Why Investors Should Be Looking at an Active Commodity ETF Today

Investors should consider the benefits of a broad-based commodity ETF approach in the current market environment.

In the recent webcast, The Case for Broad-Based Commodities, Hakan Kaya, managing director at Neuberger Berman, warned of the shortcomings of traditional stock and bond portfolios, especially when it comes to periods of heightened inflationary pressures. Alternatively, he highlighted the strategic case for commodities as a diversifier that historically benefited portfolios in a wide spectrum of macroeconomic conditions.

In the current market environment, Kaya pointed to several factors like decade-long under investment, deglobalization, geopolitical risks, supply chain fragility, inflationary policy choices, green revolution, and a lower dollar feedback loop have all contributed to higher commodity prices.

“We believe both supply and demand factors are aligning in a way to create the beginning of the next upcycle,” Kaya said.

Specifically, the persistent underinvestment in the commodities space has created the potential for lingering supply issues. For example, productive capital is not flowing into the energy space, and Capital Expenditure or CapEx is deliberately avoided to promote cash flow safety. We have seen that U.S. public energy and production reinvestment rates as a percentage of cash flow averaged 125% from 2015 through 2019, but fell to about 38% so far this year.

The ongoing shift toward “greenification” demand could also stress current supply chains. Kaya warned that the current rate of production increase will likely lead to severe undersupply, especially as we witness increased electrification and the increased demand for metals in the ongoing shift away from fossil fuels to fight climate change.

Kaya believed that a change from a single hegemon world to a multi-polar world has supplied constraining inflationary outcomes where de-globalization could lead to hoarding and de-dollarization among various nation-states.

Kaya also contended that the idea of free trade is no longer compatible with the emergence of new inflationary ideologies that have begun dominating western political thought. For instance, many are asking: should we trade with regions where workers’ rights are weak and where governments enjoy the comparative advantage as a result? If we are to run aggressive climate policies, which certainly raise costs for domestic producers, should we allow imports from countries that do not have climate regulations, or should we allow countries to export products that use stolen intellectual property? Depending on the world views, commodity supply chains could be made more or less efficient.

Current trends remain bullish with calendar spreads revealing strong fundamentals. Despite flat price declines, commodity futures curves stay backwardated the current price, or spot price, of the commodity is higher than prices trading in the futures market. Across the board, markets are still pricing for scarcity or a high positive basis.

The outlook for commodities remains positive as bull regimes have historically been mostly related to policy choices for social needs. In the current instance, the green revolution, supply shortages, and deglobalization are driving social factors.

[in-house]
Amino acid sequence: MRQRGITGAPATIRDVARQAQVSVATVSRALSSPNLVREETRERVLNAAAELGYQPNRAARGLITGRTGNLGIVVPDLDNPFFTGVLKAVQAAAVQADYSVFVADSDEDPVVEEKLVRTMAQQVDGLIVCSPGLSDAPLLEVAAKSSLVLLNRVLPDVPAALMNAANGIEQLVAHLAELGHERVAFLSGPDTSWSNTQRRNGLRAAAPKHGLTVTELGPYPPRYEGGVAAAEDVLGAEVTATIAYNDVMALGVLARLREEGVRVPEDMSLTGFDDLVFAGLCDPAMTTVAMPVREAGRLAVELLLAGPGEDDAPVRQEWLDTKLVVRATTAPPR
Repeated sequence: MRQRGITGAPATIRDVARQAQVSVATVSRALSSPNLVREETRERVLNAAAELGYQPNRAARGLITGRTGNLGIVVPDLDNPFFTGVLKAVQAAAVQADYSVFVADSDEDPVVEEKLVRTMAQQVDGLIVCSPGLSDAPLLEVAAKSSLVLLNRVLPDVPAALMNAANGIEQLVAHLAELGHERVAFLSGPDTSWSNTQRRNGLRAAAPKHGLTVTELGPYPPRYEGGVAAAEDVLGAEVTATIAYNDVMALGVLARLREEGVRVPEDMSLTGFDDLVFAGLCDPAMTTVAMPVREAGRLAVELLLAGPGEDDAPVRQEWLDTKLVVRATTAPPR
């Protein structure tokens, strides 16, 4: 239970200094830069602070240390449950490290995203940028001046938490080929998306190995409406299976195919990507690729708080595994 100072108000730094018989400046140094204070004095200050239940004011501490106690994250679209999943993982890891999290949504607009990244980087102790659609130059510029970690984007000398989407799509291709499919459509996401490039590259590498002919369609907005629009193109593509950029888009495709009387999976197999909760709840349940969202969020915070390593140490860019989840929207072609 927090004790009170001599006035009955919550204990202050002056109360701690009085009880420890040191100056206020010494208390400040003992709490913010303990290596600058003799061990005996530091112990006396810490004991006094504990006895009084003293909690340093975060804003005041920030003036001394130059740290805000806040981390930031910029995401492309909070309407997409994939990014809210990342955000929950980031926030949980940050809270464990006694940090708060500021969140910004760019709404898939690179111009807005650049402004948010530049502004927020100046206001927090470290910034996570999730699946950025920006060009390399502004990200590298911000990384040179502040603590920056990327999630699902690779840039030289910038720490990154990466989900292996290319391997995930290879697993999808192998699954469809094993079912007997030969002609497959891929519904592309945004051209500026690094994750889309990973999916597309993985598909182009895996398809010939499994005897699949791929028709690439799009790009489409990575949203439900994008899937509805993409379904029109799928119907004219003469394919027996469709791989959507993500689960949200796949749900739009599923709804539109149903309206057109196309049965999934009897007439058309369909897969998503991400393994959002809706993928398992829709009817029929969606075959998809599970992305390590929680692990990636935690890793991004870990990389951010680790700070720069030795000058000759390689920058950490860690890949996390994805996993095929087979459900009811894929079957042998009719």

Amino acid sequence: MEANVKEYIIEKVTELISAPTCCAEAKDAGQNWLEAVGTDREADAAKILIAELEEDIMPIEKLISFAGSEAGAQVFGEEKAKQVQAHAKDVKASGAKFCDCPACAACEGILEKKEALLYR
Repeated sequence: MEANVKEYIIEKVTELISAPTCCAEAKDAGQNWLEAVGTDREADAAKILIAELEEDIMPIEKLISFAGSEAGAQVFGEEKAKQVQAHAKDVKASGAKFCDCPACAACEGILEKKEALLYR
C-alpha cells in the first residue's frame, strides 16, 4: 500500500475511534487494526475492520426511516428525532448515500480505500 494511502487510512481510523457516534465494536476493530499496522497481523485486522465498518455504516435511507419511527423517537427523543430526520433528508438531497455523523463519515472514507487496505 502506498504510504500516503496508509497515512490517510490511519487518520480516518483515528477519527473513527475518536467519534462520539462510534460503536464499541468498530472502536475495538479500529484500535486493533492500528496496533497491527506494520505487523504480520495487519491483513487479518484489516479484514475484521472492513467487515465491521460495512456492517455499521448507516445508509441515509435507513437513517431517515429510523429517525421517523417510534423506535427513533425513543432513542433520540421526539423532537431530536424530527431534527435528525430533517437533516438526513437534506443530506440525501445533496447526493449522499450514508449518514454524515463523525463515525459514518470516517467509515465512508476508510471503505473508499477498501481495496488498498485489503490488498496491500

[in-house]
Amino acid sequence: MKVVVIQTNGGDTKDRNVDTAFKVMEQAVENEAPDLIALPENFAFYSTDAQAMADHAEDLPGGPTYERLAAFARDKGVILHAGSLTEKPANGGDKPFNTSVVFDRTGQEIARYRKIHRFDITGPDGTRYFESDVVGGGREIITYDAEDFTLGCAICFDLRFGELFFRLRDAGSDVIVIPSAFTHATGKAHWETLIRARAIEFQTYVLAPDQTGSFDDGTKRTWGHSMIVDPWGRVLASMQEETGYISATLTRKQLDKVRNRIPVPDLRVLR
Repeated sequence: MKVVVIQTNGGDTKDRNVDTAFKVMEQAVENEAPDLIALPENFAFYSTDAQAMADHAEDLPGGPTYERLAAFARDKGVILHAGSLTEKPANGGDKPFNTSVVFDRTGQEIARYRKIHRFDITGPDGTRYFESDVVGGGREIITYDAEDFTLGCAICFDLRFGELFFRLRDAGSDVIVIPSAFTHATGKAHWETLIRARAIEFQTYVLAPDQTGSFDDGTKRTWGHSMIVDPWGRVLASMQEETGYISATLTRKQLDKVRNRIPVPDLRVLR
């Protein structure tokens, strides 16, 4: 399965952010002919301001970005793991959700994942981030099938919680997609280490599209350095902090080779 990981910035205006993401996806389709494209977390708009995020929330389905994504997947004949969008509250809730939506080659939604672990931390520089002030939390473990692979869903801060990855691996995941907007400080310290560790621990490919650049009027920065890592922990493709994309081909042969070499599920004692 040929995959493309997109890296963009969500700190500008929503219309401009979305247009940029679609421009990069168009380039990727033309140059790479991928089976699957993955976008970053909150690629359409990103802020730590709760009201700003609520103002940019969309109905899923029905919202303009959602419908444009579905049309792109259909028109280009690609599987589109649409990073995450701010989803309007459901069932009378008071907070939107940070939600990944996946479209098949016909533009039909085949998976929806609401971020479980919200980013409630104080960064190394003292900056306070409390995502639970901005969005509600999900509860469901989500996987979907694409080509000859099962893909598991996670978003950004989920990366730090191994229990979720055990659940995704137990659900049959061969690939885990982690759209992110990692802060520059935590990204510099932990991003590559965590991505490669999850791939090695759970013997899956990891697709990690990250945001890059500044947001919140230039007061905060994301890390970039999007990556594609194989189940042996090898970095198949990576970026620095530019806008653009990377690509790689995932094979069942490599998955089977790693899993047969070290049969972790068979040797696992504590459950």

Even after this year’s outperformance in the commodities category, the asset remains relatively cheap on a historical basis.

“Despite the COVID crisis steep rallies, relative to the S&P 500, commodities futures indices still look cheap to us and we believe may likely be due for a catch-up. In our view, commodities do not exhibit any valuation problem that may be present in other inflation instruments,” Kaya said.

Kaya also highlighted the benefits of an actively managed investment approach when it comes to commodities investments, arguing that passive products can be poorly constructed. Specifically, major commodities indices use production data and trading volume (liquidity) to determine constituent weights. Production weighting favors commodities that are produced, irrespective of their current inventory and consumption levels. For instance, the production-weighted Bloomberg Commodity Index has historically underperformed a simple equal-weighted model portfolio.

“Our active approach employs a risk-budgeted, scarcity-aware methodology to emphasize commodities that tend to be scarce,” Kaya said.

As a way to help investors better capture the commodities opportunity, Neuberger Berman recently converted its Neuberger Berman Commodity Strategy Fund into the Neuberger Berman Commodity Strategy ETF (NYSE Arca: NBCM). The strategy looks to identify commodities with favorable supply/demand fundamentals and producer-hedging demand

Specifically, NBCM’s strategy looks for commodities that tend to have low spare capacity, low days of coverage, low stock-to-use, high perishability, low storage availability, and high storage costs.

Looking ahead, Kaya believed that commodities could still have a role to play even if the economy faces a recession. Outside of the global financial crisis, commodities appreciated during 60/40 drawdowns, such as what we saw during the dot com bubble. Since 1970, four out of seven recessions accompanied rising commodity demand.

Financial advisors who are interested in learning more about the commodities market can watch the webcast here on demand.